The American Enterprise Institute has released an updated report card on the state of American Schools on their website. From the AEI report:
“Two years ago, the U.S. Chamber of Commerce, the Center for American Progress, and Frederick M. Hess of the American Enterprise Institute came together to grade the states on school performance. In that first Leaders and Laggards report, we found much to applaud but even more that requires urgent improvement”.. Put bluntly, we believe our education system needs to be reinvented. After decades of political inaction and ineffective reforms, our schools consistently produce students unready for the rigors of the modern workplace.”
Everyone affiliated with education in America (and Florida) should read this November 10, 2009 report.
A very interesting interactive graphic representation of the report is available on the Center for American Progress website.
The highlight for Florida in 2009 is that out of 50 states and the District of Columbia, Florida is ranked #13. (In the 2007 report Florida was ranked 33rd) Florida is moving up the list and making great progress in education compared to other states.
Florida’s report card for 2009 looks like this:
School Management C
Staffing: Hiring & Evaluation B
Staffing: Removing Ineffective Teachers F
Pipeline to Postsecondary D
From the report:
"Finance. Overall, Florida earns an above-average grade in this category. The state gets a solid mark for the online accessibility of its financial data, and it has a performance pay program for teachers.
Staffing: Removing Ineffective Teachers. Florida receives a very poor score on the ability to remove poor-performing teachers from the classroom. Seventy-one percent of principals say that teacher unions or associations are a barrier to the removal of ineffective teachers, 10 percentage points above the national average of 61%. In addition, 77% of principals report that tenure is a barrier to removing poor-performing teachers."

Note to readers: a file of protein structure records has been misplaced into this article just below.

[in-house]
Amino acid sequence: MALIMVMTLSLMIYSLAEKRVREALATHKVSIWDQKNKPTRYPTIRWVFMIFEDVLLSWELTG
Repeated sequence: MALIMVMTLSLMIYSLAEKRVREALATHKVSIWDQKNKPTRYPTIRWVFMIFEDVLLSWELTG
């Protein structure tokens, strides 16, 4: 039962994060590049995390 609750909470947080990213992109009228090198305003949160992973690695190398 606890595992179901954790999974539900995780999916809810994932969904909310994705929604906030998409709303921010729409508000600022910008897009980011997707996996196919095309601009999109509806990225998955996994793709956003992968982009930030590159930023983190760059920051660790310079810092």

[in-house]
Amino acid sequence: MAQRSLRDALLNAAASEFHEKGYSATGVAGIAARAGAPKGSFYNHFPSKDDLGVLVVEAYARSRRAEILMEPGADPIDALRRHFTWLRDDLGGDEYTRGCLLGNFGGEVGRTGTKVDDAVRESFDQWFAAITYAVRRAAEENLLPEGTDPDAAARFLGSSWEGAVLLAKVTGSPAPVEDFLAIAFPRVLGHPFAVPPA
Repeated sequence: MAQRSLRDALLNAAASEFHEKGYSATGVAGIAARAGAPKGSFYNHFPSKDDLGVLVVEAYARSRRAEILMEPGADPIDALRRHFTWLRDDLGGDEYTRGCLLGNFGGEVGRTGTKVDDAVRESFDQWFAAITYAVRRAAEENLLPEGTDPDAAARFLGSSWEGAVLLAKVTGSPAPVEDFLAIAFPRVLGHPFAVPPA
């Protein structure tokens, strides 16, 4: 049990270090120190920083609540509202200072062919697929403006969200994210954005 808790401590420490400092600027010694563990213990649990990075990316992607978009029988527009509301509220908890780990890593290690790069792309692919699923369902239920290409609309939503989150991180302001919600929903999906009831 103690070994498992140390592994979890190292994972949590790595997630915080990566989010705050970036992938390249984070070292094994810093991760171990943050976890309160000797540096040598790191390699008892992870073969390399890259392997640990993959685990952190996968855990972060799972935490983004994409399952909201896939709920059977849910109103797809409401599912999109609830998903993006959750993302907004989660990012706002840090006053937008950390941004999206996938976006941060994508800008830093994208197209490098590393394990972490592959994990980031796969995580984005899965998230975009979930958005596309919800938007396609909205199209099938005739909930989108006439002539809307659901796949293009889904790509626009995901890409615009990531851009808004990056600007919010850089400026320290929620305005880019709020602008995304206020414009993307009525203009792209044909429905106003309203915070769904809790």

In January of this year, Florida earned the distinction of being rated a top ten school system in the nation in the 13th annual Quality Counts survey compiled by Education Week. Very little attention was paid the January report, due to the timing of the release of the report right as state lawmakers were discussing slashing the Florida education budget in the midst of a horrible economic climate. Now this new report spotlights some significant progress that Florida is making, and I hope the local press will give this achievement some coverage.
Florida is making great progress, the reforms enacted over the last decade are paying dividends, and we need to heed the guidance suggested in reports like this one to continue to improve. We should take notice of the voices coming from organizations like The New Teacher Project, The Bill and Melinda Gates Foundation, and other concerned entities. I believe strongly that we should listen to President Barack Obama and Education Secretary Arne Duncan as they push for education reform---I agree with them that districts need to press ahead with ideas like merit pay, charter schools, virtual education and improved teacher evaluation systems—we owe it to our students to continue to be leaders on a national level by advocating for and supporting effective education reforms at the state and local level. As secretary Duncan said, "The Status Quo needs to be challenged" I agree!
I intend to do my part to support effective reforms and challenge the status qup for as long as I am on the Board, just as I have for the past three years.
I am one member of a five person board. The opinions I express on this forum are mine only, and do not necessarily reflect the views or opinions of the Escambia County Staff, Administrators, Employees, or anyone else associated with Escambia County Florida. I am interested in establishing this blog as a means of additional transparency to the public, outreach to the community, and information dissemination to all who choose to look. Feedback is welcome, but because public participation is equally encouraged, appropriate language and decorum is mandatory.